Molly Kummerle didn’t set out to be a DJ. But the more she reflects on her journey to becoming DJ Molly Parti, the more it feels like destiny.
While fronting the Asheville-based trip-hop band Paper Tiger in 2010, the frequent need for an opening act prompted her to learn the trade. And as word got out that she was DJing, offers to perform started stacking up. At that time, she notes, there were not a lot of local female DJs, outside of herself and Candice B. But even without many female role models, Kummerle felt inspired by the new and creative ways to explore music that singing and playing traditional instruments didn’t offer.
“It felt like I could bring together all of my background and influences as a kid growing up in St. Croix with steel drums and calypso to the kid [I became] living in Western North Carolina playing trombone in marching band [to] the 20-something who discovered acid jazz, along with my love for Motown, soul music, hip-hop and funk,” she says. “As a DJ, all of this finally made sense. I’m still fascinated and inspired by mixing genres in unexpected ways and also by turning people on to new music.”
And local fans have responded. A year after she turned the art form into a full-time career, Kummerle earned second-place for “DJ (Nonradio)” in the 2023 Best of WNC readers’ poll — her first time placing in the category. Despite this recognition and success, Kummerle says she still deals with everything from sexist pay scales to people doubting her technical skills.
“I’ll show up [at a gig] with my Rock N Roller cart and all my stuff, and people will be like, ‘Oh, are you going to set that all up by yourself?’ And I’m like, ‘No, I have a gnome that follows me around and does it for me,’” she says. “I don’t know if they do that because I’m a woman but I’m like, ‘Uh, yeah.’”
While these outdated politics subsist, a supportive professional community in Asheville and lowered barriers to entry via technological advances have helped grow the number of local women in the field. And though Kummerle says those statistics could and should be higher, when a given show’s set builds to peak energy and the crowd responds in kind, more than one victory has occurred.
Starting the party
Though Kummerle’s mostly self-taught, she says local male DJs Marley Carroll and Oso Rey were inclusive and helpful as she found her footing. And within a few years, the number of female colleagues began to increase.
Annelise Kopp, aka DJ Lil Meow Meow, stepped onto the scene with a number of one-off gigs in the early 2010s. Then in 2015, she and DJ Rachel Thorn began co-hosting Cherry Bomb, a monthly lesbian dance party at The Underground behind O. Henry’s. While that residency has since ceased, Kopp currently hosts a monthly themed dance party at Little Jumbo and performs at numerous other local venues.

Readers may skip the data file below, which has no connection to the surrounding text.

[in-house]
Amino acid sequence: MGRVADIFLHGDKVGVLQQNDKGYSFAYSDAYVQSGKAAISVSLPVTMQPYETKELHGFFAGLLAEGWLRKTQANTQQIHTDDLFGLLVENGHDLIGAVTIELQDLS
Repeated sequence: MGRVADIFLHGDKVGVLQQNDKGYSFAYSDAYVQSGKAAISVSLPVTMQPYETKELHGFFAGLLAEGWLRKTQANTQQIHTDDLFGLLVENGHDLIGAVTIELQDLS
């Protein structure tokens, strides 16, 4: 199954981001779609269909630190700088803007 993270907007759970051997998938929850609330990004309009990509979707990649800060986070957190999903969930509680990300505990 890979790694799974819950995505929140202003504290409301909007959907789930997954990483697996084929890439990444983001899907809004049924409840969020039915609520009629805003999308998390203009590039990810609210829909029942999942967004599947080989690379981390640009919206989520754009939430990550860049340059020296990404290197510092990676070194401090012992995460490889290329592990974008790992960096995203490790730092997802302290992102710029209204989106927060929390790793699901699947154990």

“I’ve been accumulating records and dreaming up mixes and sets for as long as I can remember, but having a monthly late night [gig] really felt like the turning point — and also when the name Meow Meow was born,” says Kopp, who finished first in this year’s Best of WNC poll for the second consecutive year. “I was lucky that it was such a fun and supportive crowd.”
In 2016, a year after Cherry Bomb launched, Honey Simone, aka DJ Honey, began dabbling in the craft. At the time, her then-boyfriend was a DJ in town. Her two uncles had also been Black queer DJs in Chicago and New York City in the ’80s. She says what ultimately propelled her forward was a desire to see more women in the scene.
Simone quickly found support and guidance from Kopp and was also mentored by DJs Mesy and Zoti, who helped Simone get some of her first gigs. She feels that Asheville’s scene is easier to navigate than most because it’s not oversaturated and is more welcoming, unlike other cities she’s played — including Nashville, Tenn., which she describes as “still very much a boys club.”
She believes her fearless personality has also helped. “I have never been intimidated about walking into a room, mostly because I am a Black queer female DJ,” Simone says. “There are so many other obstacles that I face on the daily, so trying to get a gig wasn’t as scary to me. And I also understand the reality of you’re not going to get everything you ask for, but that doesn’t stop you from moving forward.”